Though somewhat beneficial under a variety of conditions, this plant "upper" seems to work best when blended in with a synthetic, controlled-release fertilizer, the study found.
"That's good information for both home gardeners and commercial nurseries," Davies noted.
Good information, he explained, because the more fertilizer added to a landscape or greenhouse plants, the more money it costs. Commercial growers and home gardeners largely use synthetic fertilizers those made from chemicals as compared to organic fertilizers such as fish meal and manure.
"That's the practical side. Not having to apply as much fertilizer and being more successful in growing plants in the landscape makes a happy consumer," he said, "and a happy consumer is a repeat customer."
Carpio, who conducted the research for her doctoral degree, agreed on the value of doing studies that are beneficial for the public and industry.
"We were expecting an improvement but somehow thought the organic fertilizer would be better, and we didn't expect such a big difference," said Carpio, a Venezuelan native now is in charge of research for a potato company in Dalhart.. "I love to do work that has meaning, that industry can use and (can) give us a better understanding of how to grow crops better."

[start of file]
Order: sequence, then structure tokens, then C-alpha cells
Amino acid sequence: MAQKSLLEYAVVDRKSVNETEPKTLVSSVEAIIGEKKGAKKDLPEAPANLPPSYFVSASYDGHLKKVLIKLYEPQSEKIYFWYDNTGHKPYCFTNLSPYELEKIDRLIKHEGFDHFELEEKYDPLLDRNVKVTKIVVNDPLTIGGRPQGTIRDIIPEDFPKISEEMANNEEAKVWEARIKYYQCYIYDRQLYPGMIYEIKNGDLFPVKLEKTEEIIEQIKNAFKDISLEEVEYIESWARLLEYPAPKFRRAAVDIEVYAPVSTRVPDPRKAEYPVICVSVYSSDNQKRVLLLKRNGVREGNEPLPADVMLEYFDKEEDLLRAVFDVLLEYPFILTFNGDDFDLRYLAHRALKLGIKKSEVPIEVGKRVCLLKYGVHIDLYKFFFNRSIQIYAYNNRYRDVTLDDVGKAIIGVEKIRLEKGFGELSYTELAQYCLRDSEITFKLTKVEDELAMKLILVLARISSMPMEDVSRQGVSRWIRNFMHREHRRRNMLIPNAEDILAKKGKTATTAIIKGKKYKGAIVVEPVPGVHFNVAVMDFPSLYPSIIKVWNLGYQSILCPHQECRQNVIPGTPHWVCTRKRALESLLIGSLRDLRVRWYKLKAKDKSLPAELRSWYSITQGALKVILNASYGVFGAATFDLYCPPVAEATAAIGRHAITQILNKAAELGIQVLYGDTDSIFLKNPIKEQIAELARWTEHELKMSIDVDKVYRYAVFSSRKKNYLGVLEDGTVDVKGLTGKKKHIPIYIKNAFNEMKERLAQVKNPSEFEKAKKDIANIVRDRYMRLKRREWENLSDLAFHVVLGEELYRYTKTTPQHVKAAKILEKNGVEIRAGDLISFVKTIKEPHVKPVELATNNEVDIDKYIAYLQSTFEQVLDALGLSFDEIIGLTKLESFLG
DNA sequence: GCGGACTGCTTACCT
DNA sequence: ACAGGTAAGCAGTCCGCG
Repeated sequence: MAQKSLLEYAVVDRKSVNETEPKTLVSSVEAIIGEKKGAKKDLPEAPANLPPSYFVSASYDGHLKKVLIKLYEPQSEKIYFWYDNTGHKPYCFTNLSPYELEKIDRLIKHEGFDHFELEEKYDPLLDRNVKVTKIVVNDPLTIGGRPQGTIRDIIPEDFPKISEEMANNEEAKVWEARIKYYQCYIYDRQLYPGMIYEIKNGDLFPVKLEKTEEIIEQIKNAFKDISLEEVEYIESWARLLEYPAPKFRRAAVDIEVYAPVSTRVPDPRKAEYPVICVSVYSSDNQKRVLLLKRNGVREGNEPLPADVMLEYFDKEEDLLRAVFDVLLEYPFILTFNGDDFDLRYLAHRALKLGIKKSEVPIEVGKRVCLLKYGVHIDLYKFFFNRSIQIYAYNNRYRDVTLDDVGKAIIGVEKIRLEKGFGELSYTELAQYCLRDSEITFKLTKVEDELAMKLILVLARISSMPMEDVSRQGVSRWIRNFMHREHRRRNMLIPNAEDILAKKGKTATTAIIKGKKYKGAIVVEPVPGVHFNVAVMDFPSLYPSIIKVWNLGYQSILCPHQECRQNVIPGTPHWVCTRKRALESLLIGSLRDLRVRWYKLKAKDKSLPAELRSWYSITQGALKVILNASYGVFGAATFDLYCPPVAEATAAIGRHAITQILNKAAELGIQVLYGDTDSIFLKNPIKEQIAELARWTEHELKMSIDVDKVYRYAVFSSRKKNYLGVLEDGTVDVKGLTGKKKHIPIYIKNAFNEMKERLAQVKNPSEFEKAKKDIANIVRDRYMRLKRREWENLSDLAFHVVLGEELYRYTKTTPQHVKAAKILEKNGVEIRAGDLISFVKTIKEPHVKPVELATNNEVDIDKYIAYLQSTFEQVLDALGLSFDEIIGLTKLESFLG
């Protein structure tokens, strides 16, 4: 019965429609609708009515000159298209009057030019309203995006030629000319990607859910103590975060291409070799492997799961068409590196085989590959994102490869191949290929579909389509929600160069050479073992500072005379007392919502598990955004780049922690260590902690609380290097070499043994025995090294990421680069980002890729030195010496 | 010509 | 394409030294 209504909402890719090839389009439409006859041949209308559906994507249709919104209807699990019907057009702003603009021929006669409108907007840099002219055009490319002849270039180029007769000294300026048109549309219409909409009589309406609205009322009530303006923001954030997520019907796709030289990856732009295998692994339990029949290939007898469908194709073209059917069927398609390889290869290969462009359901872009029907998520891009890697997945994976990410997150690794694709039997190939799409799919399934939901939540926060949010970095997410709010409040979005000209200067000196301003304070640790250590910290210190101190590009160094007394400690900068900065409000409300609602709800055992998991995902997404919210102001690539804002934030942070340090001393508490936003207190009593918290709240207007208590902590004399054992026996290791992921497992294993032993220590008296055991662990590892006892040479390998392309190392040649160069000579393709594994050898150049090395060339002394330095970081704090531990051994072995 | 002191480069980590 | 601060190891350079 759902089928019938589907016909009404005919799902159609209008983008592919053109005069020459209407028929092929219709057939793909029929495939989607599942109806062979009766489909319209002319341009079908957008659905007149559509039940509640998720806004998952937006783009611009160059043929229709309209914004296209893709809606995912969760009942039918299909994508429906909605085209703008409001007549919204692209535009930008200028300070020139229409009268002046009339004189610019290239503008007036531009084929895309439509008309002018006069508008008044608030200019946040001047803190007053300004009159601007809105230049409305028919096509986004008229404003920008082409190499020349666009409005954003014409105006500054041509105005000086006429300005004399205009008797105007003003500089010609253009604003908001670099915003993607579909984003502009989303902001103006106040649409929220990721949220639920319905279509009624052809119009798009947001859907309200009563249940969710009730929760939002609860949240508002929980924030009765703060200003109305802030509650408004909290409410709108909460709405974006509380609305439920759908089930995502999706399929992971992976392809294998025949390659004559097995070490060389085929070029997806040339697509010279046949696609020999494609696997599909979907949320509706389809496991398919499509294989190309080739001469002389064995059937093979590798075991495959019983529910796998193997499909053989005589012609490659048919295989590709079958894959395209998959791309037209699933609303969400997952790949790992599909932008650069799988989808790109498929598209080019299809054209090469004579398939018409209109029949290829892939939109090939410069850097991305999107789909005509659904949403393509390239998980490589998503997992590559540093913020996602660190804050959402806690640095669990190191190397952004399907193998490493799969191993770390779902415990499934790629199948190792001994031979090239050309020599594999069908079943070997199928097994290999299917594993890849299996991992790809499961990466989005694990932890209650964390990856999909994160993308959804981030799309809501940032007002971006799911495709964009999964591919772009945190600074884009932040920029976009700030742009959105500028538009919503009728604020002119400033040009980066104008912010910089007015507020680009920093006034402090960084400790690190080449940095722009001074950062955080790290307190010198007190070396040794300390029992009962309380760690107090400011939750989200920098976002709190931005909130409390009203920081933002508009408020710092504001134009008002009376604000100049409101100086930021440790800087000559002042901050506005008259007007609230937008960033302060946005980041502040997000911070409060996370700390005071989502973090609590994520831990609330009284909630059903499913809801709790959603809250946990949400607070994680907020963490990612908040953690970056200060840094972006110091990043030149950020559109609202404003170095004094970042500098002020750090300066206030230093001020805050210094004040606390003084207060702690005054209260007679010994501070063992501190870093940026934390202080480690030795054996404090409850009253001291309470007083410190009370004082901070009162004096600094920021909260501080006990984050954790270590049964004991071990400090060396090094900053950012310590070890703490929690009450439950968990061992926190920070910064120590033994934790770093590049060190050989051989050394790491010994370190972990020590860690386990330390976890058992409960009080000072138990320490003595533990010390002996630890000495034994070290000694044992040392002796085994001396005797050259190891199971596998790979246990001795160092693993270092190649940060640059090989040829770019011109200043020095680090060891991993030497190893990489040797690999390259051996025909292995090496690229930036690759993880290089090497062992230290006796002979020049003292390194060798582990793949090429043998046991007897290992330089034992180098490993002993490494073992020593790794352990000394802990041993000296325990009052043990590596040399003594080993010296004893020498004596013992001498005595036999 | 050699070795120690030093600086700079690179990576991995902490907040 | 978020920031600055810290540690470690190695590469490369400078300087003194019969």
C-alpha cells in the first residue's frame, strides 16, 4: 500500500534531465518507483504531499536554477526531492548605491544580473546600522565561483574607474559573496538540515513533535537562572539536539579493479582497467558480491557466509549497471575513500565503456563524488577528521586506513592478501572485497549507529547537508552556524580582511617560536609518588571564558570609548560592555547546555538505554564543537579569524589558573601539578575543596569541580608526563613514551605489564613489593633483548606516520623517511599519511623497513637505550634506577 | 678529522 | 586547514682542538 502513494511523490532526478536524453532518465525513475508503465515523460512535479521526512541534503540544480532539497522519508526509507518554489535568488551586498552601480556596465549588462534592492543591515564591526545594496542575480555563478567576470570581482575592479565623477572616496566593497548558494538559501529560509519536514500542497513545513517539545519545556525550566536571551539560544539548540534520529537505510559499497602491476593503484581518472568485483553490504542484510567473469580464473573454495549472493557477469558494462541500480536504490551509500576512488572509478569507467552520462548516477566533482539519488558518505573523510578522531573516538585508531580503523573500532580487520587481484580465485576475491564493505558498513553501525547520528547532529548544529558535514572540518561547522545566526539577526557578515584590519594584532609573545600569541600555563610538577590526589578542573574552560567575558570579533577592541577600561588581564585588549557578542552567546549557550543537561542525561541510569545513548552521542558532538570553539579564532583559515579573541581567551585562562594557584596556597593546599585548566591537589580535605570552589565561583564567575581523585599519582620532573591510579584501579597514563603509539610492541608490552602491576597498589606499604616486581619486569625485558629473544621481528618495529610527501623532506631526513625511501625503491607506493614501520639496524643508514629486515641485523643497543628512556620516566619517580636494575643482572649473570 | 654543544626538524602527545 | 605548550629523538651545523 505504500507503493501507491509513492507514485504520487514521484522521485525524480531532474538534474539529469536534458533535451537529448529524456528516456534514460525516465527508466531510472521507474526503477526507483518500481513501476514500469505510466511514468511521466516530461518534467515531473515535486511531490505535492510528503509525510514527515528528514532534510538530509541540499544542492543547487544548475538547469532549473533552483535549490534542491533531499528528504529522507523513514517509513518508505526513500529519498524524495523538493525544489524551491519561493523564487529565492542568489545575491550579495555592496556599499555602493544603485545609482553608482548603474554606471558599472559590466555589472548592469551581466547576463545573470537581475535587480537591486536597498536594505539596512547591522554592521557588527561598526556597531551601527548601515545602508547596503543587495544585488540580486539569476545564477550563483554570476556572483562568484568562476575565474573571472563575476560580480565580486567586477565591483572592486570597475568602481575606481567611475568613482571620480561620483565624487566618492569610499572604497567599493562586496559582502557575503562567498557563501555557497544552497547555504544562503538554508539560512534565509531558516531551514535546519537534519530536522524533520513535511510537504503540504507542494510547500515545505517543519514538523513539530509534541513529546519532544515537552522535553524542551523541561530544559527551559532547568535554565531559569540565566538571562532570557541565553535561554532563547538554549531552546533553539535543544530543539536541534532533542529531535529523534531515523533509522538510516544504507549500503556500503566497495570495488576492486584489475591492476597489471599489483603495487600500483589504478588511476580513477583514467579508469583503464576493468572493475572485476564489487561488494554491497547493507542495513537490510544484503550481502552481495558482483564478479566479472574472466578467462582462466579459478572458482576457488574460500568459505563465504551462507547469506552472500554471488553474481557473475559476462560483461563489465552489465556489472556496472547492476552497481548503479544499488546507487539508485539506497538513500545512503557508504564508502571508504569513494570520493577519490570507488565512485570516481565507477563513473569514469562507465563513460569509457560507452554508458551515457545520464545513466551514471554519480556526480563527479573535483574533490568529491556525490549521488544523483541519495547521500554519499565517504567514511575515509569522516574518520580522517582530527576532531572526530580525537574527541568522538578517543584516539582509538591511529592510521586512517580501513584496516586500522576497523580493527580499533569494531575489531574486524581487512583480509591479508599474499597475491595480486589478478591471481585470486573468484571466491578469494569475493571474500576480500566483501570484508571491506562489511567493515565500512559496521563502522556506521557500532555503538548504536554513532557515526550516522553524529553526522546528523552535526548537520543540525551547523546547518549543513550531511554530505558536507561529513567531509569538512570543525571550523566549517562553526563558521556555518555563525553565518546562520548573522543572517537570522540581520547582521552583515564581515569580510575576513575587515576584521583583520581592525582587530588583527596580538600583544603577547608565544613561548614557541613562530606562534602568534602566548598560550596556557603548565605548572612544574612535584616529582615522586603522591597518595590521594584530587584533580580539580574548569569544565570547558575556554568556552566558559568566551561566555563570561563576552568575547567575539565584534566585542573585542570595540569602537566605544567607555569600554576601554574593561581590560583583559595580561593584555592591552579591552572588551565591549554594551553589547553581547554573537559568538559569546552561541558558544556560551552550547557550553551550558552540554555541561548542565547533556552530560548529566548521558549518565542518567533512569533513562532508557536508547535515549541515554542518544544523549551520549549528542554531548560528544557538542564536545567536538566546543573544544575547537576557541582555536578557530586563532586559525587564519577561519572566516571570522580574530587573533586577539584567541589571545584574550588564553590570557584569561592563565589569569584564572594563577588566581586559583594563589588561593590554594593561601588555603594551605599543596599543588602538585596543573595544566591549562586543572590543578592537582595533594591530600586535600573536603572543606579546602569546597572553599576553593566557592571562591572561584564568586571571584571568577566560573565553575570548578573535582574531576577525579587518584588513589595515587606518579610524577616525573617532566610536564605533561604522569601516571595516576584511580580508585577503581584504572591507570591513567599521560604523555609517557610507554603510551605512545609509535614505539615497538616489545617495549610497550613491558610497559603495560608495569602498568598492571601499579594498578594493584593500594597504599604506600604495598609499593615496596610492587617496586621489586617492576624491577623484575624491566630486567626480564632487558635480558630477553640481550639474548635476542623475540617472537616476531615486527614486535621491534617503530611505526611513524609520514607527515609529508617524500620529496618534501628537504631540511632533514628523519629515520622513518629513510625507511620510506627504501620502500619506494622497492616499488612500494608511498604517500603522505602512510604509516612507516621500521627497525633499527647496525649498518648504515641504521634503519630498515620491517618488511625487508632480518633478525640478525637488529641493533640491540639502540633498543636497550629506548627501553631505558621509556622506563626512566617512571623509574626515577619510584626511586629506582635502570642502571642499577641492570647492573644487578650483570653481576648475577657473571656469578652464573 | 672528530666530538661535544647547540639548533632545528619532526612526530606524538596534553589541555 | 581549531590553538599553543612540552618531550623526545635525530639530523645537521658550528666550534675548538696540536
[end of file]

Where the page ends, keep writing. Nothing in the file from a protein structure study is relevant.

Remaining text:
The journal article reports on the team's work on bush morning glory, a plant that Texas horticulturists are developing for ornamental use. They hope to breed a bush morning glory that has less seed production to reduce weediness and with improved flowering and more compact growth, according to Arnold.
"These are a bit away from release (to the public for landscapes), but there are some trials with this species at the Texas A&M gardens this summer," he said.
Carpio said for her graduate research, mycorrhizal fungi were tried on five other landscape plant species in addition to the bush
Contact: Kathleen Phillips
Texas A&M University - Agricultural Communications